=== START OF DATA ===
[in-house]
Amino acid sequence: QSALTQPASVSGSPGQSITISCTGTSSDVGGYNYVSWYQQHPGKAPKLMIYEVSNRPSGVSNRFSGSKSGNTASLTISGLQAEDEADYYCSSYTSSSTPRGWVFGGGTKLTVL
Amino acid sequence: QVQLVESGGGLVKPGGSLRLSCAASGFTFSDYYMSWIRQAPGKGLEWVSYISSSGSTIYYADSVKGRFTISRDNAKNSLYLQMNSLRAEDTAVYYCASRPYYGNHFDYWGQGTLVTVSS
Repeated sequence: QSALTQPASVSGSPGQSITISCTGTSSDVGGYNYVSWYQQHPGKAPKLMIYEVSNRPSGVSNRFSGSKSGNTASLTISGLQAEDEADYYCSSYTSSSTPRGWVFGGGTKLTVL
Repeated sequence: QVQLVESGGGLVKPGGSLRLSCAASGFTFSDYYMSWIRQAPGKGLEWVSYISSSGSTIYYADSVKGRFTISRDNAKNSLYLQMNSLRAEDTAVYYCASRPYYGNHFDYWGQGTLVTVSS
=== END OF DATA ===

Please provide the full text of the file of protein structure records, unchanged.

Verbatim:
[in-house]
Amino acid sequence: QSALTQPASVSGSPGQSITISCTGTSSDVGGYNYVSWYQQHPGKAPKLMIYEVSNRPSGVSNRFSGSKSGNTASLTISGLQAEDEADYYCSSYTSSSTPRGWVFGGGTKLTVL
Amino acid sequence: QVQLVESGGGLVKPGGSLRLSCAASGFTFSDYYMSWIRQAPGKGLEWVSYISSSGSTIYYADSVKGRFTISRDNAKNSLYLQMNSLRAEDTAVYYCASRPYYGNHFDYWGQGTLVTVSS
Repeated sequence: QSALTQPASVSGSPGQSITISCTGTSSDVGGYNYVSWYQQHPGKAPKLMIYEVSNRPSGVSNRFSGSKSGNTASLTISGLQAEDEADYYCSSYTSSSTPRGWVFGGGTKLTVL
Repeated sequence: QVQLVESGGGLVKPGGSLRLSCAASGFTFSDYYMSWIRQAPGKGLEWVSYISSSGSTIYYADSVKGRFTISRDNAKNSLYLQMNSLRAEDTAVYYCASRPYYGNHFDYWGQGTLVTVSS